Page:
At the start of each day, many schools in Japan have a time slot, in which students can freely read their own books. Today’s recommendation is a book for first graders and intended to be read during this reading time.
The short stories in here are – as the title suggests – based on true events and on stories that have been in the news. It’s great to learn something new and intended to start conversations. I learned something about the origin of school food or waffle ice cream.
Other stories were more feel-good stories, e.g. about a baby polar bear or a goat in the library. I appreciated that for some stories, there was additional information as well, e.g. after the baby polar bear story there was also a one-page article on baby pandas.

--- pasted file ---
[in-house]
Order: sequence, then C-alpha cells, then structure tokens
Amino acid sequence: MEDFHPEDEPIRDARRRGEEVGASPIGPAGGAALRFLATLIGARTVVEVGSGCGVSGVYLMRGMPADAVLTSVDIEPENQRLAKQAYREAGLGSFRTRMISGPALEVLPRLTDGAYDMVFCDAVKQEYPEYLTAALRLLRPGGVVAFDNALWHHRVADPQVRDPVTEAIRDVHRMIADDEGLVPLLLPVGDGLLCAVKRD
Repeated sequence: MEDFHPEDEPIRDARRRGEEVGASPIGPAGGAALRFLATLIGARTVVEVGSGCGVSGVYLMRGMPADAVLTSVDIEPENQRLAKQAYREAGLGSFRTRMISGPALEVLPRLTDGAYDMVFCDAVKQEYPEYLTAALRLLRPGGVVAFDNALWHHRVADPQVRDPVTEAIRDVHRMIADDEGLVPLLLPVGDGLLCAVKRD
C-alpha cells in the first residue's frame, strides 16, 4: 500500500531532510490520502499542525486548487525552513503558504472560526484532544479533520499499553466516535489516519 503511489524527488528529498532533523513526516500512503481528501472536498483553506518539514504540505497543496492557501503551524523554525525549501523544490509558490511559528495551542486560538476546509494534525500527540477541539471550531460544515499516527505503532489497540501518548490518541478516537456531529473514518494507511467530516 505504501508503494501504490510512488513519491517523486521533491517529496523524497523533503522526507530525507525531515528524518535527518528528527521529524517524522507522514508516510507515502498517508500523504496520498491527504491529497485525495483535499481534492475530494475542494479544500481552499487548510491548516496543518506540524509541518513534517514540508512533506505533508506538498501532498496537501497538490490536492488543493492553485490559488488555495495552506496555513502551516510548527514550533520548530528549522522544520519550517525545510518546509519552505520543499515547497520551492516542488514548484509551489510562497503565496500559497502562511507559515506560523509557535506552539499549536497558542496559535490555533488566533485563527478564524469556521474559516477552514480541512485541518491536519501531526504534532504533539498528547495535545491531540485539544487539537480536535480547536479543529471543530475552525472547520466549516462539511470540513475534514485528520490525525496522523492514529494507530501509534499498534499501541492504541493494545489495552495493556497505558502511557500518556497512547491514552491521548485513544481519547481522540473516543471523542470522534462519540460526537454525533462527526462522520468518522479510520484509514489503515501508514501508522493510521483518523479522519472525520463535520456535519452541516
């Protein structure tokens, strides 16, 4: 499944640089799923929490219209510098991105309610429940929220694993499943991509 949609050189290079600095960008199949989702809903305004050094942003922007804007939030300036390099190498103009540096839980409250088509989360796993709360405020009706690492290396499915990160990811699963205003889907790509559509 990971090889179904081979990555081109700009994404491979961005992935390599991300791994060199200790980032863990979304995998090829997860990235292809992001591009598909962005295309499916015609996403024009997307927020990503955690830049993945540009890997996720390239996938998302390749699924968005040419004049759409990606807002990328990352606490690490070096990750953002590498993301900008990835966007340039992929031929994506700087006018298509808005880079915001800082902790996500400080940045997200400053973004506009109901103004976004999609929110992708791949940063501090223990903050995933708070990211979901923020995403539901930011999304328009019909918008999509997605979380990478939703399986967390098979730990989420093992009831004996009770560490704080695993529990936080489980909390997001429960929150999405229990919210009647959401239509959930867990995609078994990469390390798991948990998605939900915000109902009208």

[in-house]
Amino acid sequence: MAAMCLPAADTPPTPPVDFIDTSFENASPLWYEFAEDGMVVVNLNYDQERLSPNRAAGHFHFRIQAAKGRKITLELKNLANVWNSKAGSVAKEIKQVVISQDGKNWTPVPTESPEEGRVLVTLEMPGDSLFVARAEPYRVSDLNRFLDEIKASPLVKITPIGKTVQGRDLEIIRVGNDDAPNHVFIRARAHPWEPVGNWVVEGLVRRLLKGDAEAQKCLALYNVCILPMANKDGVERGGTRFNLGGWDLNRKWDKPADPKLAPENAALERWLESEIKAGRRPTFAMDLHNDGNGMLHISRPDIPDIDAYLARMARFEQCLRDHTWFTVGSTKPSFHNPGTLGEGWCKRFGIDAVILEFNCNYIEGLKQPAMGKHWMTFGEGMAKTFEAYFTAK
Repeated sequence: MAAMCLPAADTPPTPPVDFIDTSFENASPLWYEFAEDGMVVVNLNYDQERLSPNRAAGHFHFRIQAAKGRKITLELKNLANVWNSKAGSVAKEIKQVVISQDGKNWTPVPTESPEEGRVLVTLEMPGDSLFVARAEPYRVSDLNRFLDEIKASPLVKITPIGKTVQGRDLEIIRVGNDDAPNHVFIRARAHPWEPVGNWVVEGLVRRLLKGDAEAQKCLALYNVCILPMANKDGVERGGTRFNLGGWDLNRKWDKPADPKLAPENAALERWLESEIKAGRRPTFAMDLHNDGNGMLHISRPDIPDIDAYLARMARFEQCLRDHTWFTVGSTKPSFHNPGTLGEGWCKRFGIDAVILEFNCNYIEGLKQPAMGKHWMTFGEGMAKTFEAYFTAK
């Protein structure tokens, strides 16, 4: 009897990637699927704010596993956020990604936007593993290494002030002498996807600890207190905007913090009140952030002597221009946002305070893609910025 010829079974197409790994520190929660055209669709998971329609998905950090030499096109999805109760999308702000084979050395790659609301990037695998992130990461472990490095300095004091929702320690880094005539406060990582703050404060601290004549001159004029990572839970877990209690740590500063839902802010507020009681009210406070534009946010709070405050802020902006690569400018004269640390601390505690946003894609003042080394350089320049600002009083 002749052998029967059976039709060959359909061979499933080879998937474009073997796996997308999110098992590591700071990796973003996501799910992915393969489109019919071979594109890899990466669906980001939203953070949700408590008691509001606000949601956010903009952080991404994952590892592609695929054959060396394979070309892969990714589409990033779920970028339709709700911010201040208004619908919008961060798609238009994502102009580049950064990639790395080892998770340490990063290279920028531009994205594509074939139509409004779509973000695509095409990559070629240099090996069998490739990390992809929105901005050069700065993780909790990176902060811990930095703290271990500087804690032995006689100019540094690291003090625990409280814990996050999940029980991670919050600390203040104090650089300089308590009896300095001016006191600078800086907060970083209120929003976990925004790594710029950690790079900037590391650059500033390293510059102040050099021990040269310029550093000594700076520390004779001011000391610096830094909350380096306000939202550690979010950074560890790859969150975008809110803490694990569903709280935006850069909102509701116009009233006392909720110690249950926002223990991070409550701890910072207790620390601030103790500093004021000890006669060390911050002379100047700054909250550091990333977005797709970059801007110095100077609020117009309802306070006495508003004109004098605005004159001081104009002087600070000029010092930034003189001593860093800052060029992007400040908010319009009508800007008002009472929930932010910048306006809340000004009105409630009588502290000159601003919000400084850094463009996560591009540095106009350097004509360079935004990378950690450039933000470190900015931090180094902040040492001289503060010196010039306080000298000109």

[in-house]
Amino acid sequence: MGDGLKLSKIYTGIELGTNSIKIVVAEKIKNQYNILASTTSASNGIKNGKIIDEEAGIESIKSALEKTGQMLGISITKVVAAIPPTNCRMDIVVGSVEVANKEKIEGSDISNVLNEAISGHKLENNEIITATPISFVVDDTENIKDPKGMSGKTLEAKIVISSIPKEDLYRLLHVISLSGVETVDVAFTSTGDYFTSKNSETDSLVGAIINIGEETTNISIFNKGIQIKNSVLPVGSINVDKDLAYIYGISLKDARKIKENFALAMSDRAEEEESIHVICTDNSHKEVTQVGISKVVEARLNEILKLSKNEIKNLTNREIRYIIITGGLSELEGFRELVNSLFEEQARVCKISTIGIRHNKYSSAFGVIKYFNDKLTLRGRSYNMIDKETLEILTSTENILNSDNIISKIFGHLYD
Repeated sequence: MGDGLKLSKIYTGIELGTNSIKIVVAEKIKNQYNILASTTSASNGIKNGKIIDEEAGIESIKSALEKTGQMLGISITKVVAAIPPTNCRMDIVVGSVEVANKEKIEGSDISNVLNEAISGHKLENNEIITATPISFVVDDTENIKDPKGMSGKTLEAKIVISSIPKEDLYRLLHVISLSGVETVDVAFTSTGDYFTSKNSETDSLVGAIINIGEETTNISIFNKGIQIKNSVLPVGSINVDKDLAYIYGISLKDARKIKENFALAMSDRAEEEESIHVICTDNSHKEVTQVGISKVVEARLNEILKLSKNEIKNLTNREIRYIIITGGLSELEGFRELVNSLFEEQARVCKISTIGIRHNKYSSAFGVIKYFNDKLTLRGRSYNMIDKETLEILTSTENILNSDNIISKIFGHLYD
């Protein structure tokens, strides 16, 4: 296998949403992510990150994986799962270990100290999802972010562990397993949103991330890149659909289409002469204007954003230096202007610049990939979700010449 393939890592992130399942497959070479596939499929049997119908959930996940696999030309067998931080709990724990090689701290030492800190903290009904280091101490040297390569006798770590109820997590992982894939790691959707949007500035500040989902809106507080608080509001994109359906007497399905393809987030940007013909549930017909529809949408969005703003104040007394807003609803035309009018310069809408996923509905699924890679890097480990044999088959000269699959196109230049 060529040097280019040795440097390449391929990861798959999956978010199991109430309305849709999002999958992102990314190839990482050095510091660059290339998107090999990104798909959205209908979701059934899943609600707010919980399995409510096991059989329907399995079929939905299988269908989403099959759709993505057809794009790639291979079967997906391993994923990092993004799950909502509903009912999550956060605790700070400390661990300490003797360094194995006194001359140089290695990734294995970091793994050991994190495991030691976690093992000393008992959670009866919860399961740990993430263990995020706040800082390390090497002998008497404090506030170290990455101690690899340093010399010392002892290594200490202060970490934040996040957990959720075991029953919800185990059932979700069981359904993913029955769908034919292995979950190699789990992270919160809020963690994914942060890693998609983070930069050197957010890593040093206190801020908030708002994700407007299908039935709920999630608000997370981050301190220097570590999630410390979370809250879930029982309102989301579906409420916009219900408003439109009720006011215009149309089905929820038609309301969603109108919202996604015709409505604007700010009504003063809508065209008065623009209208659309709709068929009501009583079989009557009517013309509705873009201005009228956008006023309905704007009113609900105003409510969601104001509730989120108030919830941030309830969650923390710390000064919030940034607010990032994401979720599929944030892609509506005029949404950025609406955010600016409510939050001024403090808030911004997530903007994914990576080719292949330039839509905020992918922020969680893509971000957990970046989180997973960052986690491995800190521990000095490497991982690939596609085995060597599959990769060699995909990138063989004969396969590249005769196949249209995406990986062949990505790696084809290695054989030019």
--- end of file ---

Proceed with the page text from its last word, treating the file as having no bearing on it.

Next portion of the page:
Since the book was written for first graders, sentence structure and grammar are very simple. There aren’t many kanji, but thankfully spaces were added to navigate all the hiragana. Because of the different topics in each story, you will encounter new vocabulary from a variety of interesting social and cultural areas.
There are up to 12 stories per book and each volume is named after the elementary school year it’s recommended for (year 1-6). Characters get smaller with each volume, sentences get longer and kanji gradually replace the hiragana.
However, since the difficulty for language learners with these books is not the amount of kanji used, but the variety of vocabulary and grammar structures, with N3 abilities you can try any book in this series to advance your reading speed and expand your vocabulary.
The publisher, Kōdansha, provides two full stories per volume (12 in total!) completely for free as a reading sample on their website.
The full versions can be purchased through Amazon Japan:
Length (book 1): 159 pages